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Thursday, June 21, 2018 by Syeda Hasan

Austin-Round Rock is the 9th-fastest-growing metro area in the U.S.

The Austin-Round Rock metro area is the ninth fastest growing in the country, according to 2017 population estimates from the U.S. Census Bureau.

The total population in 2017 was 2.1 million. The area did see a slight decline in its rate of population growth compared to the year before. Molly Cromwell, a demographer with the U.S. Census Bureau, says the decrease can be attributed to a drop in net domestic migration – that is, fewer people moving to the area from other parts of the U.S.

“There were nearly 5,000 fewer people moving into the metro area from other places in the country than moving out of it in 2017 compared to 2016,” Cromwell said.

Researchers note that these latest population estimates do not account for any displacement or population changes stemming from hurricanes Harvey, Irma or Maria.

The Census Bureau also reports that the U.S. population as a whole is getting older, while many counties across the Midwest and the South are getting younger. In Texas, 93 counties saw a decline in their median age, but overall, the state population got older between 2010 and 2017. The median age for Texas increased from 33.6 to 34.6 years.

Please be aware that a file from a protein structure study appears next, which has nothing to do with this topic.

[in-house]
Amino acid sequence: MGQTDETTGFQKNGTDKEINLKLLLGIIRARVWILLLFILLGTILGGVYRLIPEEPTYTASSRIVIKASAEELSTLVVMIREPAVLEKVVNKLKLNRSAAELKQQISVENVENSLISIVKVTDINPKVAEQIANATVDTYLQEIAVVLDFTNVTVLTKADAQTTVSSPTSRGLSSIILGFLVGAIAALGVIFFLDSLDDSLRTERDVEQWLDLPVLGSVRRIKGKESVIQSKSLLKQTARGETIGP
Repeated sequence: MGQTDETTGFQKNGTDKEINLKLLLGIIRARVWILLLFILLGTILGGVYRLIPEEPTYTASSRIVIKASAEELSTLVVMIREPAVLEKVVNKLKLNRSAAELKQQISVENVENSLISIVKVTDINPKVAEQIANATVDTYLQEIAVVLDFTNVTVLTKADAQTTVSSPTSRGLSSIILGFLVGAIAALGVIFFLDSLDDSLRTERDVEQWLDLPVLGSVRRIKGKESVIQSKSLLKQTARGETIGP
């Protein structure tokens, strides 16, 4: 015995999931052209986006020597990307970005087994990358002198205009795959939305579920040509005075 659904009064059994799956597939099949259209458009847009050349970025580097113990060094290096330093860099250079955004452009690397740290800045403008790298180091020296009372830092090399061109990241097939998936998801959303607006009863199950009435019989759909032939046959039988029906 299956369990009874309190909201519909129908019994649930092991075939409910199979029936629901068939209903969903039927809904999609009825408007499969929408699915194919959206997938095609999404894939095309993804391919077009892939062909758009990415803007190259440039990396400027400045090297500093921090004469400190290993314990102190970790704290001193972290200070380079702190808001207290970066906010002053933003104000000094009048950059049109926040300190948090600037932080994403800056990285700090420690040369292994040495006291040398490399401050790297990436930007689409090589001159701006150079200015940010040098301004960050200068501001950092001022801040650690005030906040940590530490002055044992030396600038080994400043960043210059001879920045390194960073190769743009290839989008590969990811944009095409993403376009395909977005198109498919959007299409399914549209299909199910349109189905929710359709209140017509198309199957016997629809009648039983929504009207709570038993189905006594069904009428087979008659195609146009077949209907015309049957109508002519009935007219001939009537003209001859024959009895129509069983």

“Travis County is following the overall aging trend in Texas with a median age increase from 31.9 in 2010 to 34.3 in 2017,” Cromwell said. “The county also saw the 65 and older population increase at an even more rapid rate than the state overall.”

The Census Bureau also reports that the nation as a whole is getting more racially and ethnically diverse. Asians are the fastest-growing racial group in the country, a trend that is primarily attributed to net migration, which includes people coming into the U.S. from other parts of the world.

When looking at the raw numbers, the state of Texas had the highest black population in the country in 2017 at 3.8 million. The state’s total population was 28.3 million.

“The population of blacks or African-Americans has been consistently large in Texas for quite some time, however,” Cromwell said. “Looking back as far as 2010, Texas has been in the top three states with the largest black or African-American population. This is a factor of Texas’ large population size.”

This story was produced as part of the Austin Monitor’s reporting partnership with KUT. Graphics credit: U.S. Census Bureau; photo by Lars Plougmann made available through a Creative Commons license.

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